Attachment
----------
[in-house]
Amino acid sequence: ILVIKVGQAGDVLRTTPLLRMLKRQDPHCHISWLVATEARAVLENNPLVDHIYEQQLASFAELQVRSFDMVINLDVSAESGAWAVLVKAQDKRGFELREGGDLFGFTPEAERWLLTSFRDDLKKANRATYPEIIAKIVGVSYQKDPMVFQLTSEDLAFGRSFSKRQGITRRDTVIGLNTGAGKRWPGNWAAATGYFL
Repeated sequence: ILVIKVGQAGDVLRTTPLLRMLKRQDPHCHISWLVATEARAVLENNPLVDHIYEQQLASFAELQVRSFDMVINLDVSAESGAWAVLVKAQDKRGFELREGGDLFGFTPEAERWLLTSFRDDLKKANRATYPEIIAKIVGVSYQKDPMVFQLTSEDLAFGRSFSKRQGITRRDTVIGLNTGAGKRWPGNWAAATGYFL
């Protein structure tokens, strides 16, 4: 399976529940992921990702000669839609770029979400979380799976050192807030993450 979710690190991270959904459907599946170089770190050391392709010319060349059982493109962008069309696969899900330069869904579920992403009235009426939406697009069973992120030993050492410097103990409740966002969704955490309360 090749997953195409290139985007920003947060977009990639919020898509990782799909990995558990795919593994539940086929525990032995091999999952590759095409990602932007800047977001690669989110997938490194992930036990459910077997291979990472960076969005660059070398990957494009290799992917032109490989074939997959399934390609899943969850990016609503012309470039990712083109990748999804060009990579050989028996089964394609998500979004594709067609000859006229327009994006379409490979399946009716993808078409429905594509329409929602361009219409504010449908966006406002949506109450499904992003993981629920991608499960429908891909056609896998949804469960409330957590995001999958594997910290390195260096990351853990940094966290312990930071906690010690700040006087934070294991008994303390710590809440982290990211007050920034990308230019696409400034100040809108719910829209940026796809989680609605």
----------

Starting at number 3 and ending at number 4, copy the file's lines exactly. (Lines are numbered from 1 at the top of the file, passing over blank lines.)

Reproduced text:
Repeated sequence: ILVIKVGQAGDVLRTTPLLRMLKRQDPHCHISWLVATEARAVLENNPLVDHIYEQQLASFAELQVRSFDMVINLDVSAESGAWAVLVKAQDKRGFELREGGDLFGFTPEAERWLLTSFRDDLKKANRATYPEIIAKIVGVSYQKDPMVFQLTSEDLAFGRSFSKRQGITRRDTVIGLNTGAGKRWPGNWAAATGYFL
């Protein structure tokens, strides 16, 4: 399976529940992921990702000669839609770029979400979380799976050192807030993450 979710690190991270959904459907599946170089770190050391392709010319060349059982493109962008069309696969899900330069869904579920992403009235009426939406697009069973992120030993050492410097103990409740966002969704955490309360 090749997953195409290139985007920003947060977009990639919020898509990782799909990995558990795919593994539940086929525990032995091999999952590759095409990602932007800047977001690669989110997938490194992930036990459910077997291979990472960076969005660059070398990957494009290799992917032109490989074939997959399934390609899943969850990016609503012309470039990712083109990748999804060009990579050989028996089964394609998500979004594709067609000859006229327009994006379409490979399946009716993808078409429905594509329409929602361009219409504010449908966006406002949506109450499904992003993981629920991608499960429908891909056609896998949804469960409330957590995001999958594997910290390195260096990351853990940094966290312990930071906690010690700040006087934070294991008994303390710590809440982290990211007050920034990308230019696409400034100040809108719910829209940026796809989680609605």